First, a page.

An 11-year-old Tinton Avenue resident recently experienced a highlight in his young dance career, as he visited the White House and participated in the Obama Administration’s first event celebrating dance.
On September 7, Matthew Santiago traveled to Washington D.C. with five other students from the National Dance Institute to practice in a workshop taught by leading dance professionals.
Afterwards, the kids were treated to a performance by the dancers, which First Lady Michelle Obama attended.
“It was a great experience for me,” Santiago said. “It was so much fun.”
About 80 kids from all over the country got to dance in the 90-minute workshop, which was held in the spacious, chandelier-studded East Room of the White House.
The students were taught dance pieces by famous choreographer George Ballantine and moves by, among others, the Billy Elliots, a group that performs on Broadway.
Santiago was a little disappointed that the first lady did not see his performance. But he did learn a variety of moves he’d never tried before.
“During the trip I learned a little bit of hip-hop and some ballet. The hip-hop was kind of tough, but the ballet was very smooth,” he said. “Other moves were kind of complicated. They were in a different style than I usually do, but they were still really fun.”
Dancing since he was only a few years old, Santiago said he likes all kinds of dance, including jazz, ballet and tap. About three years ago he became more serious and began attending the Bronx Dance Academy after he graduated from P.S. 161.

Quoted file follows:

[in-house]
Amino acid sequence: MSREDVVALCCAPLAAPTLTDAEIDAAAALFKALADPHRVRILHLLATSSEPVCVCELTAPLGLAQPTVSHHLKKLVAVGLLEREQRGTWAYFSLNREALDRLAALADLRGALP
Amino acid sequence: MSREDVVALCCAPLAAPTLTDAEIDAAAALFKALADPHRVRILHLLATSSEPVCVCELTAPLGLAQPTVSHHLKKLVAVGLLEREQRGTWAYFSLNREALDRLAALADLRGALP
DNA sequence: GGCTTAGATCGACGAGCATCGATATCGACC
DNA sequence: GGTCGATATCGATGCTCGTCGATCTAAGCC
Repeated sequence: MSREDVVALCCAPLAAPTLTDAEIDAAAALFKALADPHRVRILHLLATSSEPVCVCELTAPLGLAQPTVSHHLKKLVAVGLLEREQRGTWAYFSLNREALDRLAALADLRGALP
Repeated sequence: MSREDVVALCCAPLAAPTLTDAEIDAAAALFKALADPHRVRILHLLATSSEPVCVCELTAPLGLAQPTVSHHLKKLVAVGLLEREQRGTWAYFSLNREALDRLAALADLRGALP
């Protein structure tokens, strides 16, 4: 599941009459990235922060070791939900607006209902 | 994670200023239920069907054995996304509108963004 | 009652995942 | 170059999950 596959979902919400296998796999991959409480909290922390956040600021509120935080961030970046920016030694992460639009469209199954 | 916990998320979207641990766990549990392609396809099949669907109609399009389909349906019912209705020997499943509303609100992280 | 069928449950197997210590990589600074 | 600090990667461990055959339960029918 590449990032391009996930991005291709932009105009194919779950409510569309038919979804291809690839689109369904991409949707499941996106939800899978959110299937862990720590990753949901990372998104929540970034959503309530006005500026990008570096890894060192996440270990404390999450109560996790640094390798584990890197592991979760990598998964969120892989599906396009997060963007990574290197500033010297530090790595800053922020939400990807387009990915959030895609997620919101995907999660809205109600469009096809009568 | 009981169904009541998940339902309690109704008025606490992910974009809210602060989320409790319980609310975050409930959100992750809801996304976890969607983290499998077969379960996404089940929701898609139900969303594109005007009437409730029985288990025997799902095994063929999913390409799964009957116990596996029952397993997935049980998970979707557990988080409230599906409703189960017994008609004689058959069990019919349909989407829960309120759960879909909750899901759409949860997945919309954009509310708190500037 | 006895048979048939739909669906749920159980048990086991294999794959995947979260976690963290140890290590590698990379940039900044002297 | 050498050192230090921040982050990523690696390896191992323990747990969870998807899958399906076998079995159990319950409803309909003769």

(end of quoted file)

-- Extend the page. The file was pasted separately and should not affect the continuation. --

“Dancing is a way I can express my feelings,” he said. “I want to be an actor and a dancer and I want to perform on Broadway.”
Although it was the first time in the capitol for Santiago, it was not the first time students with NDI performed at the White House.
“We performed twice for President Clinton and once for Laura Bush,” said Ellen Weinstein, artistic director of NDI.
According to Weinstein, a White House official attended an NDI performance in January. The official was so impressed he invited the institute to bring along kids for the performance and workshop.
Out of the 200 students involved in NDI’s New York City program, only six were chosen to go to the Capitol.
“We selected them based on their commitment to dance, their ability to performance and their energy,” Weinstein said. “We chose those we felt would truly represent the dance institute.”
The rare opportunity gave students a chance to learn about dance from the best of the best, and all of them performed well, Weinstein said.
“I think it’s an experience they will remember forever,” she said.
“And at school the next day, they all had a lot to say when someone asked, ‘So what did you do on your summer vacation?’”